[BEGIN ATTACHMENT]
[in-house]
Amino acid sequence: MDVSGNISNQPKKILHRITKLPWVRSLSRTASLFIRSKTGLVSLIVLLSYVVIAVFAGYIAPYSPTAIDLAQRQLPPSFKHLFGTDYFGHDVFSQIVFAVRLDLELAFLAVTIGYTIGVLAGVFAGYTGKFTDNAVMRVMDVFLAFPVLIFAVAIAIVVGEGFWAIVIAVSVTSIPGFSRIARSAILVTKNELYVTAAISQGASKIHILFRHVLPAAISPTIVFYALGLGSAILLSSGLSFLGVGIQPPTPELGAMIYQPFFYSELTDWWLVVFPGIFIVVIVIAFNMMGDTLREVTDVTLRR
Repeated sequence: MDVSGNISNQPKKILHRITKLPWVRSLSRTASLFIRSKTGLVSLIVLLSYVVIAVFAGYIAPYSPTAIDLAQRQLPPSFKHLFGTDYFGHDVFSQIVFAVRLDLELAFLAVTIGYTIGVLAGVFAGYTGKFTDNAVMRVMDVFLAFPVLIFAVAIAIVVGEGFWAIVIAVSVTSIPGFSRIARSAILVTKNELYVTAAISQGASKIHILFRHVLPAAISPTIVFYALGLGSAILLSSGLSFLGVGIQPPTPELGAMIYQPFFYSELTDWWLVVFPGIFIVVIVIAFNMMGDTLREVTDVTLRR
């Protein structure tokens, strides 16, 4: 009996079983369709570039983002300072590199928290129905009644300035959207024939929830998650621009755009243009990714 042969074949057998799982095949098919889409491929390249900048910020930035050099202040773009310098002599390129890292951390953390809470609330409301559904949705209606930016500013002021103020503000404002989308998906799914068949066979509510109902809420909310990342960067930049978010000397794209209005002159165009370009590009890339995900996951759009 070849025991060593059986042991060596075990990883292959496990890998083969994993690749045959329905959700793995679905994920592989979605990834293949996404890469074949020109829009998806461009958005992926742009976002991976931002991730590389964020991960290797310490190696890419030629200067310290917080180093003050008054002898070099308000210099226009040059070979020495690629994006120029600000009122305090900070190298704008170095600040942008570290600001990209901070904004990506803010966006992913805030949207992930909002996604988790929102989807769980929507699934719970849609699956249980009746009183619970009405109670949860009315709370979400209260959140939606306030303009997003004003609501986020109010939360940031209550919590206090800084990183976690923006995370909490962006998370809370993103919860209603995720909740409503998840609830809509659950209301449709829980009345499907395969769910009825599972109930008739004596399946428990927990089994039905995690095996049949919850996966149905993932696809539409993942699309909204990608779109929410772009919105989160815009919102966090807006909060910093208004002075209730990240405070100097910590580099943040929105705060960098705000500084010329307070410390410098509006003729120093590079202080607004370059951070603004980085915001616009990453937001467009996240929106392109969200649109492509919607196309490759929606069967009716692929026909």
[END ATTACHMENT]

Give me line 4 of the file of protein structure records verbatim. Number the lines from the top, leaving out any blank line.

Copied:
């Protein structure tokens, strides 16, 4: 009996079983369709570039983002300072590199928290129905009644300035959207024939929830998650621009755009243009990714 042969074949057998799982095949098919889409491929390249900048910020930035050099202040773009310098002599390129890292951390953390809470609330409301559904949705209606930016500013002021103020503000404002989308998906799914068949066979509510109902809420909310990342960067930049978010000397794209209005002159165009370009590009890339995900996951759009 070849025991060593059986042991060596075990990883292959496990890998083969994993690749045959329905959700793995679905994920592989979605990834293949996404890469074949020109829009998806461009958005992926742009976002991976931002991730590389964020991960290797310490190696890419030629200067310290917080180093003050008054002898070099308000210099226009040059070979020495690629994006120029600000009122305090900070190298704008170095600040942008570290600001990209901070904004990506803010966006992913805030949207992930909002996604988790929102989807769980929507699934719970849609699956249980009746009183619970009405109670949860009315709370979400209260959140939606306030303009997003004003609501986020109010939360940031209550919590206090800084990183976690923006995370909490962006998370809370993103919860209603995720909740409503998840609830809509659950209301449709829980009345499907395969769910009825599972109930008739004596399946428990927990089994039905995690095996049949919850996966149905993932696809539409993942699309909204990608779109929410772009919105989160815009919102966090807006909060910093208004002075209730990240405070100097910590580099943040929105705060960098705000500084010329307070410390410098509006003729120093590079202080607004370059951070603004980085915001616009990453937001467009996240929106392109969200649109492509919607196309490759929606069967009716692929026909």